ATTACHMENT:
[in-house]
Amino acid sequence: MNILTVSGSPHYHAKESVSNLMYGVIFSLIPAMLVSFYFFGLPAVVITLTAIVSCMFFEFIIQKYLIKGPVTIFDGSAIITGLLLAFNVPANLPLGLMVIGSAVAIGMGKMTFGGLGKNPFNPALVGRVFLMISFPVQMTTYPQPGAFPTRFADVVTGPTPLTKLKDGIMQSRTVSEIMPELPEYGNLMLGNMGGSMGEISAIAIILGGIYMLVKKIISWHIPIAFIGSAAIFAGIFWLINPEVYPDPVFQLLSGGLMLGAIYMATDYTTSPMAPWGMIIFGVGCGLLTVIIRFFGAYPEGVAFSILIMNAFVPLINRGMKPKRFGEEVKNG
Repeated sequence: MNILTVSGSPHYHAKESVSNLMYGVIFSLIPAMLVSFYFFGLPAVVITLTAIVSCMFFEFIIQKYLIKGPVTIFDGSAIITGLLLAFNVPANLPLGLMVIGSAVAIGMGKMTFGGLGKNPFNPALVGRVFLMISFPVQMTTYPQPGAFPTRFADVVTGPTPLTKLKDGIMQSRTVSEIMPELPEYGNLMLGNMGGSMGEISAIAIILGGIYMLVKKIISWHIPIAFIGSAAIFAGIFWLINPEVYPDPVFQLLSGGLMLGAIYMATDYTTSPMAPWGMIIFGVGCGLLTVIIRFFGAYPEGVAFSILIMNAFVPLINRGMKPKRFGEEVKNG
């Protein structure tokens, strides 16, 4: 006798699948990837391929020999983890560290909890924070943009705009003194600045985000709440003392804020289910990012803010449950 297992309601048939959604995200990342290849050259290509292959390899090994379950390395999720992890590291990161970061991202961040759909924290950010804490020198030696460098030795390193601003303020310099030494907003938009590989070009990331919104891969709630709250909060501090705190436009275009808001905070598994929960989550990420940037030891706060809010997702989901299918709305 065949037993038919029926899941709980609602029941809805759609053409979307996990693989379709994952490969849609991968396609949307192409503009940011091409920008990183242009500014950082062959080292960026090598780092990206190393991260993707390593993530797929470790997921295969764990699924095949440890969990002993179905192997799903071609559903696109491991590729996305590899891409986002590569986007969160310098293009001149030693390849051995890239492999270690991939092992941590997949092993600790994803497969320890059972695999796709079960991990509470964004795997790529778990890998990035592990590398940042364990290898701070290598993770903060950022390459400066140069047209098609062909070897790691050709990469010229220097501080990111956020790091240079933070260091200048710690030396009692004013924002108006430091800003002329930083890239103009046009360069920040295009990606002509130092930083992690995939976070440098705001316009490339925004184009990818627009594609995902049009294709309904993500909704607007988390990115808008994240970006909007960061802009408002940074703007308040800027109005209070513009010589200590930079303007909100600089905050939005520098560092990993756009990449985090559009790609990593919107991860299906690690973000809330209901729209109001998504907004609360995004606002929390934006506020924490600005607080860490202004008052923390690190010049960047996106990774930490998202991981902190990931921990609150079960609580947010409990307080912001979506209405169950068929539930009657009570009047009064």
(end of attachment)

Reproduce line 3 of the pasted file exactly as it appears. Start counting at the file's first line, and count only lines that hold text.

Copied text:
Repeated sequence: MNILTVSGSPHYHAKESVSNLMYGVIFSLIPAMLVSFYFFGLPAVVITLTAIVSCMFFEFIIQKYLIKGPVTIFDGSAIITGLLLAFNVPANLPLGLMVIGSAVAIGMGKMTFGGLGKNPFNPALVGRVFLMISFPVQMTTYPQPGAFPTRFADVVTGPTPLTKLKDGIMQSRTVSEIMPELPEYGNLMLGNMGGSMGEISAIAIILGGIYMLVKKIISWHIPIAFIGSAAIFAGIFWLINPEVYPDPVFQLLSGGLMLGAIYMATDYTTSPMAPWGMIIFGVGCGLLTVIIRFFGAYPEGVAFSILIMNAFVPLINRGMKPKRFGEEVKNG